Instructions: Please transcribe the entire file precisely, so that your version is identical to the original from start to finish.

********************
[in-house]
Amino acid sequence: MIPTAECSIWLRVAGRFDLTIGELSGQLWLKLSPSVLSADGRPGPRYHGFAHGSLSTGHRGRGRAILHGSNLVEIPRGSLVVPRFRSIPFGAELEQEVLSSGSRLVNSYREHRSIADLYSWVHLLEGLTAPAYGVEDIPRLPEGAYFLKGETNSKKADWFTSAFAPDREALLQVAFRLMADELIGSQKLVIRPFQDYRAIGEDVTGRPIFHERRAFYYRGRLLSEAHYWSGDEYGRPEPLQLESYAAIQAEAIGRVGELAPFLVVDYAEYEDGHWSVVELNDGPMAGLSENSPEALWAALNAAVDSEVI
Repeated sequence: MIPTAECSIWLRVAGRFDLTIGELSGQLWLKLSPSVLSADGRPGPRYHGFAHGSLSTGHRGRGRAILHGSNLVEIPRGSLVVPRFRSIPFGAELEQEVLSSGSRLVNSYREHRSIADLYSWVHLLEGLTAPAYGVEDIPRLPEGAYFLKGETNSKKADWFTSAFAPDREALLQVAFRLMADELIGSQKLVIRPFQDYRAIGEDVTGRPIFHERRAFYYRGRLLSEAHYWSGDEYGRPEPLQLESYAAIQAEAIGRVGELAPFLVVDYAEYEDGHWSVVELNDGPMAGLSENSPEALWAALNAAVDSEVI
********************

[in-house]
Amino acid sequence: MIPTAECSIWLRVAGRFDLTIGELSGQLWLKLSPSVLSADGRPGPRYHGFAHGSLSTGHRGRGRAILHGSNLVEIPRGSLVVPRFRSIPFGAELEQEVLSSGSRLVNSYREHRSIADLYSWVHLLEGLTAPAYGVEDIPRLPEGAYFLKGETNSKKADWFTSAFAPDREALLQVAFRLMADELIGSQKLVIRPFQDYRAIGEDVTGRPIFHERRAFYYRGRLLSEAHYWSGDEYGRPEPLQLESYAAIQAEAIGRVGELAPFLVVDYAEYEDGHWSVVELNDGPMAGLSENSPEALWAALNAAVDSEVI
Repeated sequence: MIPTAECSIWLRVAGRFDLTIGELSGQLWLKLSPSVLSADGRPGPRYHGFAHGSLSTGHRGRGRAILHGSNLVEIPRGSLVVPRFRSIPFGAELEQEVLSSGSRLVNSYREHRSIADLYSWVHLLEGLTAPAYGVEDIPRLPEGAYFLKGETNSKKADWFTSAFAPDREALLQVAFRLMADELIGSQKLVIRPFQDYRAIGEDVTGRPIFHERRAFYYRGRLLSEAHYWSGDEYGRPEPLQLESYAAIQAEAIGRVGELAPFLVVDYAEYEDGHWSVVELNDGPMAGLSENSPEALWAALNAAVDSEVI